- If you're looking for a solid, complex tower defense game with the ability to create and download custom maps, look no further.
- The game ramps up the difficulty well and adds new towers and abilities to keep things fresh.
- The ability to change the route the attackers are taking provides for multiple potential strategies per map.
- The story and voice acting are subpar, not quite annoying, but they don't add anything.
- The $25 price tag seems a bit steep for the genre.
- The PC controls feel clunky, but the console version lacks custom maps.
Tower Defense games are a classic of the flash game genre but does the charm of the genre transfer to a retail release game? I reviewed Defense Grid 2, the new game PC, PS4, and Xbox One game from Hidden Path Entertainment to find out.
Tower defense games have a simple concept, protect your base from a continuous flow of invaders by constructing towers that have varying capabilities. Defense Grid 2 captures this concept well. The maps are well designed and increase in complexity over the course of the campaign. The spots where you can place towers are clearly indicated and are placed to force you to make difficult decisions about where to place which type of tower.
On the topic of tower types, DG2 boasts 10 different types of towers with varying strengths and weaknesses. Gun towers are medium range all around towers, cannons are slow and powerful, meteors are long ranged, but can’t hit things near them, temporal towers slow nearby enemies, and so on. Each tower can be upgraded during gameplay to be stronger, and completing campaign missions unlocks passive buffs for all towers of a certain type, making them more effective without increasing the price or requiring in game upgrade.
One thing I enjoyed about the game is the ability to reroute the attackers. By strategically placing towers, it is possible to force them to take longer paths, providing more time to try to take them down. Taking advantage of this ability is essential to completing the more difficult missions in the campaign. Another fun feature is the ability to use a special power on a long cooldown. Depending on the commander you select prior to the mission, this ability can range from a suborbital cannon to a buff to nearby towers to a drop of extra resources. This provides some extra interaction beyond deciding where to place and upgrade turrets.
One of the main flaws with the game however, came from the controls. The game’s controls were clear and worked, and I never struggled to do anything when I tried to, but it felt just a little bit clunky. Sometimes the cursor moved just a little differently than I thought it should, or it took an extra click to do something. The PS4 version of the game had controls that felt much smoother than the PC, which is a point in the console version’s favor.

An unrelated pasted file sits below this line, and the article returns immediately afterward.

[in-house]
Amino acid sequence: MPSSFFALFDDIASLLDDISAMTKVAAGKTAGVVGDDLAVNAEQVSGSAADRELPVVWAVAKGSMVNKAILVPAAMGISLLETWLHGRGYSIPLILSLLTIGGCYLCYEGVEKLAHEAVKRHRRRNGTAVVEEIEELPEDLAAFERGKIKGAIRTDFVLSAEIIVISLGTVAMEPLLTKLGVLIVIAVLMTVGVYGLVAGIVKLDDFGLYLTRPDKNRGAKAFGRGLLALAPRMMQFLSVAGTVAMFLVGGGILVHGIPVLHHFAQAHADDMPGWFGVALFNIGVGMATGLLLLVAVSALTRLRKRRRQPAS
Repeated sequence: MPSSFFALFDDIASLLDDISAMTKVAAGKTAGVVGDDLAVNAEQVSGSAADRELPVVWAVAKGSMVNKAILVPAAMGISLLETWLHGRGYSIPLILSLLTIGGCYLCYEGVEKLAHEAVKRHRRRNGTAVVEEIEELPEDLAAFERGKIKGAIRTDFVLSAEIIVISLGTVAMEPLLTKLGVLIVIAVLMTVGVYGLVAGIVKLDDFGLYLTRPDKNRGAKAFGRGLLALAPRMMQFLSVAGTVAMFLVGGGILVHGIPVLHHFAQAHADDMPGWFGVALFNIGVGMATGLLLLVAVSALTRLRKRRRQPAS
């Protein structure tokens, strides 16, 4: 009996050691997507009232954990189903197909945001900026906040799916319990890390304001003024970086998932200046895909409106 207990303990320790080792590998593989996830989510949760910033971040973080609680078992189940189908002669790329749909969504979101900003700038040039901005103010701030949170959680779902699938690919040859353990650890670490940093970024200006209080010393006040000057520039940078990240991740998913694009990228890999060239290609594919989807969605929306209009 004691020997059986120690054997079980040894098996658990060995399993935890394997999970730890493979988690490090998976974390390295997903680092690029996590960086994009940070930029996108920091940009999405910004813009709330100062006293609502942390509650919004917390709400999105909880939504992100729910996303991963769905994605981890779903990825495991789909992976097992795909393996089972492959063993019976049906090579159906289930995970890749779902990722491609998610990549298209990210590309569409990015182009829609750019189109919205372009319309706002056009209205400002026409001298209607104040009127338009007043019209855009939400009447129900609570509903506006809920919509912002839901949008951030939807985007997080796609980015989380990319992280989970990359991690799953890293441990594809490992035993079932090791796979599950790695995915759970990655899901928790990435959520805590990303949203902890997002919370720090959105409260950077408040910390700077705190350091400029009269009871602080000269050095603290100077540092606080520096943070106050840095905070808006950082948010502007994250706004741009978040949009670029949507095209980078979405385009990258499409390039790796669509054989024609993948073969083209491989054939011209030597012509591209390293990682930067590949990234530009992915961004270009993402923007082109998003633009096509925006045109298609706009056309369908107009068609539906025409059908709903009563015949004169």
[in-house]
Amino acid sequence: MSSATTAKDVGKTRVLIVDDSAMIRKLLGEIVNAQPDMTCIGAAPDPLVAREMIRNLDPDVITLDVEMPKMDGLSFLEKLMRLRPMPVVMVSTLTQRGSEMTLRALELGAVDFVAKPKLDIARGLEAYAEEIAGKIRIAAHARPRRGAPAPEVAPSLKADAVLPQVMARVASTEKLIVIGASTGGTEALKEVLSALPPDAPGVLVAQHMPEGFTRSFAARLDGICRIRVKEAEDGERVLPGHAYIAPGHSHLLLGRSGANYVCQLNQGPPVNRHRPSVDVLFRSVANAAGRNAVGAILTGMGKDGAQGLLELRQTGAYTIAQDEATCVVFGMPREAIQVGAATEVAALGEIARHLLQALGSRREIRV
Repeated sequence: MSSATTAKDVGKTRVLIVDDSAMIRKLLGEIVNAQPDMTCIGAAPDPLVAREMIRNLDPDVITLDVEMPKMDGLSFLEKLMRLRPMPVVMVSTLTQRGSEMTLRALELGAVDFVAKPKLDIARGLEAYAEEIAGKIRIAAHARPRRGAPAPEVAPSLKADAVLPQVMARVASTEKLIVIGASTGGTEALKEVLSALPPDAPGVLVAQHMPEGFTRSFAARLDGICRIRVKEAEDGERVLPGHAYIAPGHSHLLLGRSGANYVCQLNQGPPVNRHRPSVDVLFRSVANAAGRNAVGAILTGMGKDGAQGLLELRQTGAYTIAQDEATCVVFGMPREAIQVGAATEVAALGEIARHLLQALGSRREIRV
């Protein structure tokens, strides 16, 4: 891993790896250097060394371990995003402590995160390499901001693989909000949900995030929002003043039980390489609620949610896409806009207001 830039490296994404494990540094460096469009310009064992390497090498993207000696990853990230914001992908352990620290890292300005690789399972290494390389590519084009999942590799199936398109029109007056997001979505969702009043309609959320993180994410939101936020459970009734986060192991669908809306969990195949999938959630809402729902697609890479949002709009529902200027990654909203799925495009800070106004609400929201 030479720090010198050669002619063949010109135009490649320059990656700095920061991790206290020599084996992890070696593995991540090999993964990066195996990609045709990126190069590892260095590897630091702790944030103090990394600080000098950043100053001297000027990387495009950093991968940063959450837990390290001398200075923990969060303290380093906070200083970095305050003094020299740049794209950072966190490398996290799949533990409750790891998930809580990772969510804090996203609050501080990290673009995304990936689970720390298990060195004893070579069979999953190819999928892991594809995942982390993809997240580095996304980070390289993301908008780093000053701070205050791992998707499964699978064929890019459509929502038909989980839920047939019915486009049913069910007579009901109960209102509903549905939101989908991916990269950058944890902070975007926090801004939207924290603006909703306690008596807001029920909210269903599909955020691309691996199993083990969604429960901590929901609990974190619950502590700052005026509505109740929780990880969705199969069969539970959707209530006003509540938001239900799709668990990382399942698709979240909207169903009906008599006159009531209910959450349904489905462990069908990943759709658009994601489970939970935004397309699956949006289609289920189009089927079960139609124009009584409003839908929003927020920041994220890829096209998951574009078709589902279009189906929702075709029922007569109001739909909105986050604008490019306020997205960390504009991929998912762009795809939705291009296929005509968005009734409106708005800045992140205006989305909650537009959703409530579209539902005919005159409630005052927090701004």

The game’s campaign is composed of twenty missions of increasing difficulty. It does a good job of easing players in to the game and making sure to challenge without overwhelming. Unfortunately, the the game’s storyline does not impress as much as the gameplay. I did not particularly enjoy the voice acting or characters and the story was relatively generic science fiction fare. While the campaign mode did need some sort of wrapping to justify the changing maps and landscapes the wrapping provided is nothing spectacular.
On the upside, there is plenty of replayability in the campaign mode. Before you begin a mission you can select different scenarios, such as having a very limited number of resources, not being allowed to fully upgrade your towers, or not being allowed to use gun or cannon towers. This forces you to create new strategies for maps you’ve already conquered.
Graphics and Sound
Defense Grid’s graphics are one of its strong suits. The difference between different types of towers and different types of enemies is very clear, and the fireworks from the towers’ attacks is satisfying. The map backgrounds are also good looking. As mentioned previously, the voice overs for the game are not great, and the sound effects of the different towers sometimes get muddled together. The fact that the game has a relatively small number of phrases that it repeats for events such as a power core returning to your base does not help matters either.
Multiplayer and Custom Content
Unfortunately I was unable to get into a multiplayer game prior to writing this review, but the offerings seem robust with both PvP and Co-Op offerings. You can queue up for a multiplayer match and then begin a campaign game while waiting. Once the game finds a multiplayer game for you, it will save your campaign progress and drop you into the multiplayer game. Once you’re finished you can go back to your campaign mission, picking up from where you left off.
You also have the ability to create and share custom maps via the Steam Workshop, allowing for even more replay value. This feature however, is absent from the console versions, which limits you to squeezing as much gameplay as you can out of the campaign.
In all, Defense Grid 2 is a solid offering but suffers from a poor story, poor voice acting, and controls that feel just a bit clunky. The price tag of $24.99 is also a bit steep, given the wide availability of free tower defense games online. If you absolutely love the genre and want to design and share your own maps then this might be the right game for you, but if you aren’t a tower defense fanatic, I’d think before making the purchase.